$500 Scholarship from Home Depot for Construction Trade Programs

From EC&M:

The Home Depot, Atlanta, recently established its first-ever trade scholarship program. Through the program, the company will award more than 600 students enrolled in building and construction trade programs $500 to help offset the cost of tuition, fees, books, and supplies. In total, more than $300,000 in scholarships will be awarded to support the future leaders of the building and construction industries this fall.

The Home Depot trade scholarship program is open to students nationwide currently enrolled in a building and construction trade school program at a college, university, or accredited educational institution who will be entering into the final year or term of their degree or career program. Winners will be selected based on academic performance, leadership, and work experience. English and Spanish applications are available online at The Home Depot Web site. The application deadline is June 20. Winners will be announced in September.

How to Give: Tips For Passing on Wealth To Your Kids, Your Charity, and Your Dog

From US News:

In tough economic times when everyone’s focused on keeping what they have, giving freely is still important. Already, charities are feeling the pinch that comes with a severe recession, and many parents are wondering just how much they’ll be able to pass on to their children. Since it’s likely that you’re focused on staying afloat—and working with less money—it’s important to find the most efficient ways to give. With help from Debby Cochran, a lawyer and estate planning specialist at Cochran and Owen in Tysons Corner, Va., U.S. News offers advice on how to make sure your giving goes exactly where you intend with the least amount of hassle:

1. Giving to your children. Everyone wants to provide for their children and luckily, using gifts to transfer wealth is fairly straightforward.

The basics: Giving gifts to your children is a way to distribute your estate without taking a huge tax hit. But it’s important to start early, since there are limits on how much you can pass on each year. If you’re married, a couple can give up to $26,000 tax-free to as many individuals as they’d like each year (the limit is $13,000 for gifts from singles.) Above that limit, gifts are still tax-free but they count against a lifetime gift exemption of $1 million per individual as of 2009. Gifts over that limit can also overlap with estate taxes, and you’ll have to file a Form 709 gift tax return. If you expect to hit that $1 million limit in your lifetime, Cochran says now might be the time for some extra giving, since assets that have fallen heavily in value lately but could later recover are counted at their market price at the time of the gift.



Consider a loan: Straightforward gifts are great, but for larger amounts, it might be a good time to consider a loan. Right now, low interest rates in general mean rates on inter-family loans are at rock-bottom levels: as little as 2 percent for medium-term loans (three to nine years) with longer-term loans in the still-cheap 3 percent to 4 percent range. Rates are usually set by the Applicable Federal Rate, published monthly by the IRS here. If loans are set at or above those rates, they can be given without incurring incurring gift taxes. If, for example, you son or daughter need a $300,000 loan to by a house, you can lend them the money at the low rate and then forgive the debt tax-free at the gift rates mentioned above. Bottom line: Family loans have a tax advantage and better rates than most banks are offering at the moment. “You can get rid of appreciation tax-free,” Cochran says. As for finding a lender, inter-family loans are available online through “social-lending” sites like Virgin Money for relatively modest fees.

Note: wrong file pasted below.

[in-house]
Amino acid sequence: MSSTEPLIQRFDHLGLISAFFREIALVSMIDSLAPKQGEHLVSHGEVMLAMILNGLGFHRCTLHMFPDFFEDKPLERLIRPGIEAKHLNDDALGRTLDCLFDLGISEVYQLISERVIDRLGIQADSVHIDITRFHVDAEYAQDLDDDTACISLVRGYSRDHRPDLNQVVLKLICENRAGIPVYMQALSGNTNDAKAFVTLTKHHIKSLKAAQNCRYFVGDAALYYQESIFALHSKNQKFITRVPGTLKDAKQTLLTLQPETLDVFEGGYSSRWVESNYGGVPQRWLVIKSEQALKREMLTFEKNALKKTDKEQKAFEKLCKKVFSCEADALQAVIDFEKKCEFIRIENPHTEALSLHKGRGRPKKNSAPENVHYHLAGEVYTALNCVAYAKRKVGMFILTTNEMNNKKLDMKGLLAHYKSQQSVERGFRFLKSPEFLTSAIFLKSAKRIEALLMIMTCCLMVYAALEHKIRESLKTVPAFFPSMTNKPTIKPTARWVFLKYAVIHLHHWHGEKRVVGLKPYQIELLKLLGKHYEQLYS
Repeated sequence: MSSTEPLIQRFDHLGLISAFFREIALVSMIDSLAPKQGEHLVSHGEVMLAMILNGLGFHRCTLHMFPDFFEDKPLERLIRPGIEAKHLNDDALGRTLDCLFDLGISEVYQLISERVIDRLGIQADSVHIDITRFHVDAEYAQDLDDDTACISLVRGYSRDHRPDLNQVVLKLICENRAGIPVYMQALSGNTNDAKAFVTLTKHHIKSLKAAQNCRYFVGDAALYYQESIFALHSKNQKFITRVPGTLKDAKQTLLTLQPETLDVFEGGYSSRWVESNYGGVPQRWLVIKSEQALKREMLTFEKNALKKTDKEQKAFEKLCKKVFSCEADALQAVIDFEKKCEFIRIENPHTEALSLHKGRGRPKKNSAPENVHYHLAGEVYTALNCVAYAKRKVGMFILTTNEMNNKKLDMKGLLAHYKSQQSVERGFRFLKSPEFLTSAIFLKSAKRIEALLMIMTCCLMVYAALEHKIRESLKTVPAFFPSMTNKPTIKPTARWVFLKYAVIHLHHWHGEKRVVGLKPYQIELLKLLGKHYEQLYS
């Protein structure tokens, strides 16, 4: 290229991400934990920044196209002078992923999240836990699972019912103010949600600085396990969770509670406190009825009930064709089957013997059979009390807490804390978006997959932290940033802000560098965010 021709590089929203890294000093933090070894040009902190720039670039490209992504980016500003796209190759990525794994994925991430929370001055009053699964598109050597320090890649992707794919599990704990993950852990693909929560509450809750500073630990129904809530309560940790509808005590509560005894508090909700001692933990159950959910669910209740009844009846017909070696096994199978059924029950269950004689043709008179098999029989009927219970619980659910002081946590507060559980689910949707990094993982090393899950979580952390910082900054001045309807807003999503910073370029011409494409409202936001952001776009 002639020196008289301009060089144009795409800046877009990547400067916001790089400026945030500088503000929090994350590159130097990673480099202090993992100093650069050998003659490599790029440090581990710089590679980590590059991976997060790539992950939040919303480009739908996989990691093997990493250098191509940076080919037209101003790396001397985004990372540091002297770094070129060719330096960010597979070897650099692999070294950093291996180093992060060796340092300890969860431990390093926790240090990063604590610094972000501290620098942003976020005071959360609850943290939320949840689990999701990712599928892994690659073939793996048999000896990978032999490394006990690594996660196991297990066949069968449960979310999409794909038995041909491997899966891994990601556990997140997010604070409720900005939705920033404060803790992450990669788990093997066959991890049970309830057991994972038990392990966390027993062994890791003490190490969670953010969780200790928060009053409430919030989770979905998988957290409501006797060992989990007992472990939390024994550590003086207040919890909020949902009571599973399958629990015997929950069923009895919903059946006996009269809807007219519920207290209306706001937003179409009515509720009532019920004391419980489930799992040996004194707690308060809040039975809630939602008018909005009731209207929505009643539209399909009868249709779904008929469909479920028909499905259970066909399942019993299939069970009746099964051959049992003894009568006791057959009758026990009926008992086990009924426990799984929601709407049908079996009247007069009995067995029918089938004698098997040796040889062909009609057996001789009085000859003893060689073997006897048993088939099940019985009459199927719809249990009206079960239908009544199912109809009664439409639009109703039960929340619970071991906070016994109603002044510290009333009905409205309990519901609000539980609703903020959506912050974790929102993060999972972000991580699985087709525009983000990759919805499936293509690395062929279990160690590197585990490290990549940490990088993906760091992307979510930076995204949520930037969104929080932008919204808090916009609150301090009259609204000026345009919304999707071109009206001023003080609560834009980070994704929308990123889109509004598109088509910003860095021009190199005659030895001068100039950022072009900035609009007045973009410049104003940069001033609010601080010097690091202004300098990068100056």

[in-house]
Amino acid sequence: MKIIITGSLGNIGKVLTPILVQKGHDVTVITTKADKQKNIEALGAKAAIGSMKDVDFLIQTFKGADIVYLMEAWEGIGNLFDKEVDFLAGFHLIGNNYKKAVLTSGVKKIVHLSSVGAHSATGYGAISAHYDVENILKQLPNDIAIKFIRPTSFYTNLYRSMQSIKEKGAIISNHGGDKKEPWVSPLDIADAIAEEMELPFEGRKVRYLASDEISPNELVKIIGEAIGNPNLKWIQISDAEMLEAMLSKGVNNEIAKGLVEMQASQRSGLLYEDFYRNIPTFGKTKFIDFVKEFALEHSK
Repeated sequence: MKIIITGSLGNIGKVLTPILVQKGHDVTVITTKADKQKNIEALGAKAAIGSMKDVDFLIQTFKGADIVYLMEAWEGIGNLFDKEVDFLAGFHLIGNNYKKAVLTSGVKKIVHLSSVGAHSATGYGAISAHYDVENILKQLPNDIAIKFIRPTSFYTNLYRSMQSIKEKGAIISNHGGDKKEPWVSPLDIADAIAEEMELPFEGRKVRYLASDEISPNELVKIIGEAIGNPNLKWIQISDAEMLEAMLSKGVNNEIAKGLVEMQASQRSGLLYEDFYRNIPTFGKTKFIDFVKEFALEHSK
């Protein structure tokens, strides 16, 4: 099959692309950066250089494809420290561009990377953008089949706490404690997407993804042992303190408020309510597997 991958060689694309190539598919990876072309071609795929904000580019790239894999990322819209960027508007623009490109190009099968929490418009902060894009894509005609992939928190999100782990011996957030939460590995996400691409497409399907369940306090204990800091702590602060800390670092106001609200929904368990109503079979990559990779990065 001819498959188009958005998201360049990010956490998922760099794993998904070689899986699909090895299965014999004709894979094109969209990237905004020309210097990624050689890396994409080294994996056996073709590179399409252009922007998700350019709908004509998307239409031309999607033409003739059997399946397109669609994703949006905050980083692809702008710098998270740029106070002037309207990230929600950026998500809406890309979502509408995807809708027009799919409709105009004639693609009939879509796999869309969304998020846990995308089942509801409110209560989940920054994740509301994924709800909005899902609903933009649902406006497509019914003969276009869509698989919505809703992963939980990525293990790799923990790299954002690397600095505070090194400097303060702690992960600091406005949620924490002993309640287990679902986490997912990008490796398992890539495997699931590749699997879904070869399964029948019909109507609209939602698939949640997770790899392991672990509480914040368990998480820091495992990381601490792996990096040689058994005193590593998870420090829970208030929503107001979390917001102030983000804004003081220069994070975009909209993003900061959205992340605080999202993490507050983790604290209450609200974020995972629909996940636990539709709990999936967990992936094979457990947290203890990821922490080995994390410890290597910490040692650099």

To read the rest of the article visit US News.

$1,000 for Student Volunteers at Conference and Trade Show in Boston

From Boston College Career Center Blog:

Ten $1,000 Student Student volunteers and scholarship applicants are needed for the 84th Annual Conference & Trade Show in Boston, MA, which will take place July 24-28, 2009.  Attending and volunteering at the Annual Conference & Trade Show is an invaluable experience for students to learn from and network with industry professionals.  All students who volunteer will receive full conference registration.  IAAM Foundation Student Scholarships are a great way to further offset trip expenses.  This year up to 10 student scholarships in the amount of $1,000 each will be awarded.

For more information visit IAAM.

Free College for Low Income Washington Students

From HeraldNet:

These are low-income middle schoolers who are guaranteed a full ride to any Washington college if they fill out an application, maintain a 2.0 grade point average and don’t commit a crime before they graduate high school.

Some haven’t applied because they think the deal is too good to be true. Others don’t know about it. And some just haven’t taken the time to fill out the brief application, which includes one question about family income and basic information about the applicant.

Statewide, just 28,000 students have applied since the program began last year.

Many students wrongly believe they need to pay to apply for the scholarship or that it’s some kind of hoax, said Amie Mbye, an eighth-grader at Alderwood Middle School in Lynnwood.

For more information on the College Bound scholarship program or to apply online, go to www.hecb.wa.gov/collegebound.

To read the complete article visit HaroldNet.

Explicit Lyrics

I came across this article about a parent complainng about the music played at an afterschool dance in Virginia and it got me to thinking, “who decides what explicit is and who is supposed to enforce it”?

I remember having my mother talk to me about the lyrics of music I listened to, and setting me straight about a few things, when I was younger. She made it a point to explain what the lyrics meant, how they may be applied to me, and how others might view me as a consequence of me repeating those lyrics. With that upbringing, I went on to work in afterschool during undergrad. I distincly remember students wanting to play music that I didn’t deem “appropriate” for them thought I listened to it myself. The argument was usually something along the lines of: